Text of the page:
Glaucoma is a condition that causes damage to your eye's optic nerve and gets worse over time. It's often associated with a buildup of pressure inside the eye when the fluid in the front of the eye is not circulating correctly. Glaucoma tends to be inherited and may not show up until later in life. Glaucoma can damage your vision so gradually, with no noticeable signs of vision loss, until the disease is at an advanced stage.
These are some of the symptoms that patients may experience:
- Seeing halos around lights
- Eye redness
- Vision loss
- Nausea and vomiting
- Eye pain
- Narrowing of the field of vision
If you have any of the symptoms above, it is important to seek medical care immediately. Without treatment, a glaucoma patient's field of vision will get less and less until they are unable to see at all.
Risk factors that increase the chance of developing glaucoma are:
- Elevated eye pressure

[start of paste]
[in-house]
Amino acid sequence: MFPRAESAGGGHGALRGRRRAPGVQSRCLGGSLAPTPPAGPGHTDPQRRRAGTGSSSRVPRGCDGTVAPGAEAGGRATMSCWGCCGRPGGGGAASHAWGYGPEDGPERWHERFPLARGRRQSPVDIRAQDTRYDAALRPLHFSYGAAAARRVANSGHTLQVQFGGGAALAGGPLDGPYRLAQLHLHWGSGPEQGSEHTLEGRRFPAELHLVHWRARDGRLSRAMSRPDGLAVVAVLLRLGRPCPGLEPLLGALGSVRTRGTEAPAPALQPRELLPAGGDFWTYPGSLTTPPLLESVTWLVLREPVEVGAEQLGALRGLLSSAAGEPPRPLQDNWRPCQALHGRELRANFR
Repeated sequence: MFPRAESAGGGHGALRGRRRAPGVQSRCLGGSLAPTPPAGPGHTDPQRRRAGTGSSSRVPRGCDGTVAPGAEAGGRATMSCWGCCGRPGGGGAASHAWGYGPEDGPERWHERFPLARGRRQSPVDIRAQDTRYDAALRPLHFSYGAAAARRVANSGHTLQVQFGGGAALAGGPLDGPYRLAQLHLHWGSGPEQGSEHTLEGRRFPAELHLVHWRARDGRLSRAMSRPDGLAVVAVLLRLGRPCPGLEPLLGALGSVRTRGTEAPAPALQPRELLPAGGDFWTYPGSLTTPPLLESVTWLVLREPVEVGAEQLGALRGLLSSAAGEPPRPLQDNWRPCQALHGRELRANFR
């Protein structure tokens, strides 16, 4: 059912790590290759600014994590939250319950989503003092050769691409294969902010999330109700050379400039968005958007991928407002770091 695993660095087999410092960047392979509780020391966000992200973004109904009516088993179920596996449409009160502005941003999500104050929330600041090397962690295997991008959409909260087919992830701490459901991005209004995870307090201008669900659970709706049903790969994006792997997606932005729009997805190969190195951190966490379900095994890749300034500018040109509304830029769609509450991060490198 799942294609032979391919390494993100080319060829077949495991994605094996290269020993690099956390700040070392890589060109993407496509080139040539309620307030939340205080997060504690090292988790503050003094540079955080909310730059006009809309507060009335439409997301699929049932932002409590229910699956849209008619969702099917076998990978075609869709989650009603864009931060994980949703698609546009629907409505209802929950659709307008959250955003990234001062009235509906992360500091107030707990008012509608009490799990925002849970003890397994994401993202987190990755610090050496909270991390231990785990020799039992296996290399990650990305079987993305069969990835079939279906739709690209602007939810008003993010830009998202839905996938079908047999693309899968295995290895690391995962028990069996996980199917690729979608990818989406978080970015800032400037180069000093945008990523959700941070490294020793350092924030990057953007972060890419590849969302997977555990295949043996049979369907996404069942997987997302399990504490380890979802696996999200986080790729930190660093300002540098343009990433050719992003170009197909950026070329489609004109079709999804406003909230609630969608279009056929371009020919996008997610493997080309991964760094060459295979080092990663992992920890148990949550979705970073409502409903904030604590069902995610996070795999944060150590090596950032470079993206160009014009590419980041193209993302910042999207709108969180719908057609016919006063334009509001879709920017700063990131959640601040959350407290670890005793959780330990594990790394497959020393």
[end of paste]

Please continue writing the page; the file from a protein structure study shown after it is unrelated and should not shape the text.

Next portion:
- Age older than 60 years
- Family history of glaucoma
- Other medical conditions such as diabetes and heart disease
- Near or far sightedness
- Long-term corticosteroid use
- Other eye conditions such as eye tumors, retinal detachment, eye inflammation and lens dislocation
Even if you are not at risk for Glaucoma, you should still schedule regular routine eye examinations every two years with an optometrist or ophthalmologist. They will be able to tell you if you need to come for examinations more frequently. If you are diagnosed with glaucoma there is currently no treatment plans that can reverse the vision loss already incurred by the disease but there are treatment plans to lower your eye pressure and hence prevent further vision loss such as eye drops, laser surgery and microsurgery.